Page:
US8375207B2 - Method and apparatus for authenticating a network device - Google Patents

Method and apparatus for authenticating a network device Download PDF

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US8375207B2
US8375207B2 US12/674,303 US67430308A US8375207B2 US 8375207 B2 US8375207 B2 US 8375207B2 US 67430308 A US67430308 A US 67430308A US 8375207 B2 US8375207 B2 US 8375207B2
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communication device
trust centre
device
key
joining
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Yehezkel Dangoor
Yuri Granovsky
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Motorola Solutions Inc
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Motorola Solutions Inc
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Priority to PCT/US2008/072908 priority patent/WO2009026049A2/en
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    • HELECTRICITY
    • H04ELECTRIC COMMUNICATION TECHNIQUE
    • H04LTRANSMISSION OF DIGITAL INFORMATION, e.g. TELEGRAPHIC COMMUNICATION
    • H04L63/00Network architectures or network communication protocols for network security
    • H04L63/06Network architectures or network communication protocols for network security for supporting key management in a packet data network
    • H04L63/062Network architectures or network communication protocols for network security for supporting key management in a packet data network for key distribution, e.g. centrally by trusted party
    • HELECTRICITY
    • H04ELECTRIC COMMUNICATION TECHNIQUE
    • H04LTRANSMISSION OF DIGITAL INFORMATION, e.g. TELEGRAPHIC COMMUNICATION
    • H04L9/00Cryptographic mechanisms or cryptographic arrangements for secret or secure communication
    • H04L9/32Cryptographic mechanisms or cryptographic arrangements for secret or secure communication including means for verifying the identity or authority of a user of the system or for message authentication, e.g. authorization, entity authentication, data integrity or data verification, non-repudiation, key authentication or verification of credentials
    • H04L9/3271Cryptographic mechanisms or cryptographic arrangements for secret or secure communication including means for verifying the identity or authority of a user of the system or for message authentication, e.g. authorization, entity authentication, data integrity or data verification, non-repudiation, key authentication or verification of credentials using challenge-response
    • HELECTRICITY
    • H04ELECTRIC COMMUNICATION TECHNIQUE
    • H04WWIRELESS COMMUNICATION NETWORKS
    • H04W12/00Security arrangements, e.g. access security or fraud detection; Authentication, e.g. verifying user identity or authorisation; Protecting privacy or anonymity ; Protecting confidentiality; Key management; Integrity; Mobile application security; Using identity modules; Secure pairing of devices; Context aware security; Lawful interception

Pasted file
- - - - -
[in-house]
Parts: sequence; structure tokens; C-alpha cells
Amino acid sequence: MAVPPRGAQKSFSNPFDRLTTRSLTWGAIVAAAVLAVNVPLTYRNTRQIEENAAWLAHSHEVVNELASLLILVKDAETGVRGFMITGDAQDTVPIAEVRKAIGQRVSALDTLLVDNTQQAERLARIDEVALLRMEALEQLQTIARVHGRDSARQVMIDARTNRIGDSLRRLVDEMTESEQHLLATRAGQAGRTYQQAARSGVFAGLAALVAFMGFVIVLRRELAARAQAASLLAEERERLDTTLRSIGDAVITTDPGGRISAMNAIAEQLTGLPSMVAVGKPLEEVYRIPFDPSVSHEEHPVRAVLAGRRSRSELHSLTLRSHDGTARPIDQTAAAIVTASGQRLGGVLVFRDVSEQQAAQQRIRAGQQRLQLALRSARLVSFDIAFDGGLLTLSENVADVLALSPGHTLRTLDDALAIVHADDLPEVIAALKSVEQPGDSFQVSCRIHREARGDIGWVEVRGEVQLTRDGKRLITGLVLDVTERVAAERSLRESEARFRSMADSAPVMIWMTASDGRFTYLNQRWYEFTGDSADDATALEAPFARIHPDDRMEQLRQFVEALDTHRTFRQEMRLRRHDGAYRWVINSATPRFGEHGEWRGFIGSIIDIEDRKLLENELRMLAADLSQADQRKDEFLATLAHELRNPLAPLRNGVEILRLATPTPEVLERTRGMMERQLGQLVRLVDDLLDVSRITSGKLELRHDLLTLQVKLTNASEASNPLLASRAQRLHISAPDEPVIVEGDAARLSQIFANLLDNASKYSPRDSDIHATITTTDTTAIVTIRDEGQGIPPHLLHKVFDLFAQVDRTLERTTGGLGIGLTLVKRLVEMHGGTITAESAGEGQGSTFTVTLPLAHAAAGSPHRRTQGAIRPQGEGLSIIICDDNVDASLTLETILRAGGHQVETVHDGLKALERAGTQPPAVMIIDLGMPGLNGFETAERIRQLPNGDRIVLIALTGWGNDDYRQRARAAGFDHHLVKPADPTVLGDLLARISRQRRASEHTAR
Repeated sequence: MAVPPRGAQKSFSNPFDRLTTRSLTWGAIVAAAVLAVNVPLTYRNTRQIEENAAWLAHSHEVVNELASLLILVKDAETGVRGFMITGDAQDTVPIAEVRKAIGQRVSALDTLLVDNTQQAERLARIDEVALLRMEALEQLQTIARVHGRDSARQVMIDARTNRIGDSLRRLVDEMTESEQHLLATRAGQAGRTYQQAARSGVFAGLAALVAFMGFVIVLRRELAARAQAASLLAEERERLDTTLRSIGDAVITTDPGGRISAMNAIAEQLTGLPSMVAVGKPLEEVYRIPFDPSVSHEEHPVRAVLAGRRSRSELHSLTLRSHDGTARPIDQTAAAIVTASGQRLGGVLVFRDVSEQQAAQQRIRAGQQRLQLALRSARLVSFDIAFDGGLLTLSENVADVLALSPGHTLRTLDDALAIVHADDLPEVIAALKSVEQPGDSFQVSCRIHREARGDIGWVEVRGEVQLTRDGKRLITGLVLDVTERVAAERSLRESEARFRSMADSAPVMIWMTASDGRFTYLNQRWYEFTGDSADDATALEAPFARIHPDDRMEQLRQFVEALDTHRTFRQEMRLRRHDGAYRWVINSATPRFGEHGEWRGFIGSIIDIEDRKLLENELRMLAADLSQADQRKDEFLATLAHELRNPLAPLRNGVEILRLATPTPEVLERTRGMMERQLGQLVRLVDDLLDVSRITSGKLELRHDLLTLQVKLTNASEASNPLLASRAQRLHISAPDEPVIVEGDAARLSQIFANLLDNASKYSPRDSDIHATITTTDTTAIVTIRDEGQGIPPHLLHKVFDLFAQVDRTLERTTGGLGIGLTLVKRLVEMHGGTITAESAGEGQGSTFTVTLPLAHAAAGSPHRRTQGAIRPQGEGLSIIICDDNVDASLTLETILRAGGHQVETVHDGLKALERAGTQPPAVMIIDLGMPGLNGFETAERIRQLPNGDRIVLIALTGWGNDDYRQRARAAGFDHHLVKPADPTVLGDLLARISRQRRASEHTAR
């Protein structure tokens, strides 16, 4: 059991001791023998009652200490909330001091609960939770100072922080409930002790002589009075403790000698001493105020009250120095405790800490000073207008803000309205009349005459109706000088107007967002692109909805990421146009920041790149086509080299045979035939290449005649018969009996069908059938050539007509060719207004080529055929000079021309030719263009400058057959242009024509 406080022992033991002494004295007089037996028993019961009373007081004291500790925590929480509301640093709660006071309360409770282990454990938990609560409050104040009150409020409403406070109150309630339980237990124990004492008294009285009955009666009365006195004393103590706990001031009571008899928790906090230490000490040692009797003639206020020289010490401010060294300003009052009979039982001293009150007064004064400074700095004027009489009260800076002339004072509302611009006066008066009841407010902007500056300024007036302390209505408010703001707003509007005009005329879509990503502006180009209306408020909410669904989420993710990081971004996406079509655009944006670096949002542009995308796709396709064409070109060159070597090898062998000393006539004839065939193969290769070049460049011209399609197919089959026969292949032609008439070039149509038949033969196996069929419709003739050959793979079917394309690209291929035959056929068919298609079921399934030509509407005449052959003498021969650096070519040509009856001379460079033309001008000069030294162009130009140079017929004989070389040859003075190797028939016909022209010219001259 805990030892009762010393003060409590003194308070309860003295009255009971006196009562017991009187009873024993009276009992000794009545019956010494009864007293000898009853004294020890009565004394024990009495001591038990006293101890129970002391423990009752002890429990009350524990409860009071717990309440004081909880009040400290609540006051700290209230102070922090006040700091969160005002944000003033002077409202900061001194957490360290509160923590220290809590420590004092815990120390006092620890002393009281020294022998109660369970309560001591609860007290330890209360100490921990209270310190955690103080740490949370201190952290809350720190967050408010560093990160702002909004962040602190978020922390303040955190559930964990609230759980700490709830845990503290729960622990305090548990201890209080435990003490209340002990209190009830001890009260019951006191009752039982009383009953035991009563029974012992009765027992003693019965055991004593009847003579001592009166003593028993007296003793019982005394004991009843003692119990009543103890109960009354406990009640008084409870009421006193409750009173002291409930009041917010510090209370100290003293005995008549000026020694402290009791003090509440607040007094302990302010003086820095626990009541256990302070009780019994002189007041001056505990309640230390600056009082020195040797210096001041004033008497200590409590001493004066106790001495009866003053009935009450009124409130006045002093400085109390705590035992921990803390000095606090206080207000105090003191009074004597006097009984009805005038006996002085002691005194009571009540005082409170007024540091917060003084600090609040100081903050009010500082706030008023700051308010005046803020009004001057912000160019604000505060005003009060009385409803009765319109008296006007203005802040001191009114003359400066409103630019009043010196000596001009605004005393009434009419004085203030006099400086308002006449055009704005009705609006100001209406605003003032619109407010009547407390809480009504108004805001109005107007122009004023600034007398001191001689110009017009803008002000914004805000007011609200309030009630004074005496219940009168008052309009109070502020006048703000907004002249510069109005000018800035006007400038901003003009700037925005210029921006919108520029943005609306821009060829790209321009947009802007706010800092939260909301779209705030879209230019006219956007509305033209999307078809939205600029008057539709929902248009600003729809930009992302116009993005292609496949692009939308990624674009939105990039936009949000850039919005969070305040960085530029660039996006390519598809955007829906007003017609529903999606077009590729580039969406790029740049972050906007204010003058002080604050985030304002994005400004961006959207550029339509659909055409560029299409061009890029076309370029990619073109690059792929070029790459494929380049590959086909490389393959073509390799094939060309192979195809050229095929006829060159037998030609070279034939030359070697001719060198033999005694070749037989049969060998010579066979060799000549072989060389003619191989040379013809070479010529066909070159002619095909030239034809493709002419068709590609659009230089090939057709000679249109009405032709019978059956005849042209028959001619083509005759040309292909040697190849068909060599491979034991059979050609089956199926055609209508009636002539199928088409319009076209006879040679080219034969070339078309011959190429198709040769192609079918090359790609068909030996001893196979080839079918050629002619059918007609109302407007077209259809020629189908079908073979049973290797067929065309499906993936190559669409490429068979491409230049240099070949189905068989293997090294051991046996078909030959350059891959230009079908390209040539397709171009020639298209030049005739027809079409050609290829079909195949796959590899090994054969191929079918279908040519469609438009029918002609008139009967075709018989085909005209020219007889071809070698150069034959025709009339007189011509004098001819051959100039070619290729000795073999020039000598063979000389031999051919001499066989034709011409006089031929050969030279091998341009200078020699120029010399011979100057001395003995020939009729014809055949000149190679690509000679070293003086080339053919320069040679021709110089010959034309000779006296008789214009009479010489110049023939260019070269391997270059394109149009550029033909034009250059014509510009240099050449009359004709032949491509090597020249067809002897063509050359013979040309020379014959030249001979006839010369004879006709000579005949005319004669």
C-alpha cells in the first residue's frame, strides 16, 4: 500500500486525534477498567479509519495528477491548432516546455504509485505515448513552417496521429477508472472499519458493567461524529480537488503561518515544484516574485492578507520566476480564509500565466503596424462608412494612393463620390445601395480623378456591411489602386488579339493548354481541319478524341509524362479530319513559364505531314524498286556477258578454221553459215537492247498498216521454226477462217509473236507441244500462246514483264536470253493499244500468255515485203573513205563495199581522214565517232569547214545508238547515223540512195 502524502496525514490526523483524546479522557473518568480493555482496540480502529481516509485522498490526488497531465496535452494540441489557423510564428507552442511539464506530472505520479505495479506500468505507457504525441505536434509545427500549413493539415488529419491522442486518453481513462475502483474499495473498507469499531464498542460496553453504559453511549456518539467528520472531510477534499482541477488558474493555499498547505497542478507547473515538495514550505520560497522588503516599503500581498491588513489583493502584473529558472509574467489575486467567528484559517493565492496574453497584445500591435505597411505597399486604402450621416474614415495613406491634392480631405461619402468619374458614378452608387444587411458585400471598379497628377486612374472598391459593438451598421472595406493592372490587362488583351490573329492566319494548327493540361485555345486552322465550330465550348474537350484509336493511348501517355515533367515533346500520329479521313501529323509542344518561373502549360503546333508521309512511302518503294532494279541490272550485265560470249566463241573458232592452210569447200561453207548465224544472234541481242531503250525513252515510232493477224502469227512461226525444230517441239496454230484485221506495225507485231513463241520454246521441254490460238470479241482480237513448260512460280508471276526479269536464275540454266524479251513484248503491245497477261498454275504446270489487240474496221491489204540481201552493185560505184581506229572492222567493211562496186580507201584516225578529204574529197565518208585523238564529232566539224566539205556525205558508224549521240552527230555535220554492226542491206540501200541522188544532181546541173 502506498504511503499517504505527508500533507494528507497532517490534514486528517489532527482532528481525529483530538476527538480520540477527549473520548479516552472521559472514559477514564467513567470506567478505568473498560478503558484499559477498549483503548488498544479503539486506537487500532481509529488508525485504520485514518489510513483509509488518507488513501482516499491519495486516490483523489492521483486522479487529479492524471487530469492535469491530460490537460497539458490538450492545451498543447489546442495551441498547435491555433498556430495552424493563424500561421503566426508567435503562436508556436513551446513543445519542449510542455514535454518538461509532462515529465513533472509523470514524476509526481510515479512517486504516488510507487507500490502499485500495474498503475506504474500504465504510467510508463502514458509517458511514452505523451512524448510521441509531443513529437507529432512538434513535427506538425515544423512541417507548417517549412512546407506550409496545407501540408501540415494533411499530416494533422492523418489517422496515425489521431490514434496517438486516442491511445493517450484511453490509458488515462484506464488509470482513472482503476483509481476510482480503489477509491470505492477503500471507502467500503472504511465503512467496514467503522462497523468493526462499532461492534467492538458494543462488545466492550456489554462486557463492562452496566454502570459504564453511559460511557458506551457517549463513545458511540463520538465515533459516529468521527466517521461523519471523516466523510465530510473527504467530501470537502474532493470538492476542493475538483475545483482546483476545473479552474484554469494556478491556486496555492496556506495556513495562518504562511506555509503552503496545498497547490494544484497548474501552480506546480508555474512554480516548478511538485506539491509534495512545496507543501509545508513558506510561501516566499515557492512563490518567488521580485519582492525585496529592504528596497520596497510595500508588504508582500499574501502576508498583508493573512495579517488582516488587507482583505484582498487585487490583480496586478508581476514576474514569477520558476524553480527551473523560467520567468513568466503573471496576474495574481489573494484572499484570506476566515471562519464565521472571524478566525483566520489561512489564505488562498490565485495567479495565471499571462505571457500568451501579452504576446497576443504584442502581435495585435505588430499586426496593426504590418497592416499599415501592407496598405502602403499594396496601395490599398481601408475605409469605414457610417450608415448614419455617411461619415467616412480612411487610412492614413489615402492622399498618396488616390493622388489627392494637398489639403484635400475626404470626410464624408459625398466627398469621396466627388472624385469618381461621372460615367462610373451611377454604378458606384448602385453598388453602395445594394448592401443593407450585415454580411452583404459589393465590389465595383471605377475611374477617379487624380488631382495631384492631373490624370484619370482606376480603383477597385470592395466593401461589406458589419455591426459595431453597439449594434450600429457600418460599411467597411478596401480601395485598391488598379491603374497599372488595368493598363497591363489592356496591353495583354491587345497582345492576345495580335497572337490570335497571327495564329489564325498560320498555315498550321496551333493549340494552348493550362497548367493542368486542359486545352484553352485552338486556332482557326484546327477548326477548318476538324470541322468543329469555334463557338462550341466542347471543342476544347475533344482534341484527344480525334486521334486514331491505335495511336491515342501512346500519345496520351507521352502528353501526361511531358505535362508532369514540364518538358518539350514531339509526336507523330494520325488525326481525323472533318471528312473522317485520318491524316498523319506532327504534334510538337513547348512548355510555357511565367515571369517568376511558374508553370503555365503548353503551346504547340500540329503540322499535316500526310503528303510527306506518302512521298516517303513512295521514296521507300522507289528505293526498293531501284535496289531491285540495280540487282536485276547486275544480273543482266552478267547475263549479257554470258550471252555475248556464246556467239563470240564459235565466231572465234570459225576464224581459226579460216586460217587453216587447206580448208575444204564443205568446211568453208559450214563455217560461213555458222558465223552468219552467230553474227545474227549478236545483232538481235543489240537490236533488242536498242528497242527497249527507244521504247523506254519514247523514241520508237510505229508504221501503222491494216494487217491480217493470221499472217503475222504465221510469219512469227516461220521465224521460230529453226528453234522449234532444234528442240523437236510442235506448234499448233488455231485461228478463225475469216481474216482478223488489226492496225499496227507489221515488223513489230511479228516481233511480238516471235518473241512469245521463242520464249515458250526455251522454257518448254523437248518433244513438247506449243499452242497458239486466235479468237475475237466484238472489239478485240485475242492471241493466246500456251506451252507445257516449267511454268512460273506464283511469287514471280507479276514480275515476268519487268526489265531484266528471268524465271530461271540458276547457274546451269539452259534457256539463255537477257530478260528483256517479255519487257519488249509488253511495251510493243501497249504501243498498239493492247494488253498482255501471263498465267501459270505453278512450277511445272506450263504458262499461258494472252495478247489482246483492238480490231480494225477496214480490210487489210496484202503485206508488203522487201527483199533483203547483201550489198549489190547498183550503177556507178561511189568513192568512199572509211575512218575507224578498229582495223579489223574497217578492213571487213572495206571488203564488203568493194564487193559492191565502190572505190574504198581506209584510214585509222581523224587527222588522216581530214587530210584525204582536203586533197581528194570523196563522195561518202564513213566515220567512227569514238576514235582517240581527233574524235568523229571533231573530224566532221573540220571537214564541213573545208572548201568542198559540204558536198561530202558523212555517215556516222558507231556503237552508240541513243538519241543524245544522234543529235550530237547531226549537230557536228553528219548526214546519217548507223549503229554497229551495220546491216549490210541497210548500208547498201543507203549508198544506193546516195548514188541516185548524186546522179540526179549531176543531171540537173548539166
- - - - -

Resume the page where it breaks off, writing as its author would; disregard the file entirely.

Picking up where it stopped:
• H04W12/003Secure pairing of devices, e.g. bootstrapping a secure communication link between pairing terminals; Secure socializing
    • HELECTRICITY
    • H04ELECTRIC COMMUNICATION TECHNIQUE
    • H04LTRANSMISSION OF DIGITAL INFORMATION, e.g. TELEGRAPHIC COMMUNICATION
    • H04L2209/00Additional information or applications relating to cryptographic mechanisms or cryptographic arrangements for secret or secure communication H04L9/00
    • H04L2209/80Wireless
    • HELECTRICITY
    • H04ELECTRIC COMMUNICATION TECHNIQUE
    • H04LTRANSMISSION OF DIGITAL INFORMATION, e.g. TELEGRAPHIC COMMUNICATION
    • H04L63/00Network architectures or network communication protocols for network security
    • H04L63/08Network architectures or network communication protocols for network security for supporting authentication of entities communicating through a packet data network
    • H04L63/0823Network architectures or network communication protocols for network security for supporting authentication of entities communicating through a packet data network using certificates

Abstract

A trust center for a wireless personal area network is arranged to perform authentication of communication devices joining the network. The trust center is operatively coupled to a security server, which is arranged to store communication device keys. The trust center is further arranged, upon a new communication device joining the network, to request from the security server a communication device key of the joining communication device for the purpose of authenticating the joining communication device.

Description

RELATED APPLICATIONS

This application is a National Stage filing under 35 USC §371 of Patent Cooperation Treaty international application having Serial No. PCT/US08/72908 (the “PCT international application”) filed on Aug. 12, 2008. This application claims priority to the PCT international application and to prior Great Britain (GB) national application having Serial No. 0716239.9 filed on Aug. 21, 2007, the priority of which was also claimed in the PCT international application. Both the PCT international application and the GB national application are assigned to Motorola Solutions, Inc.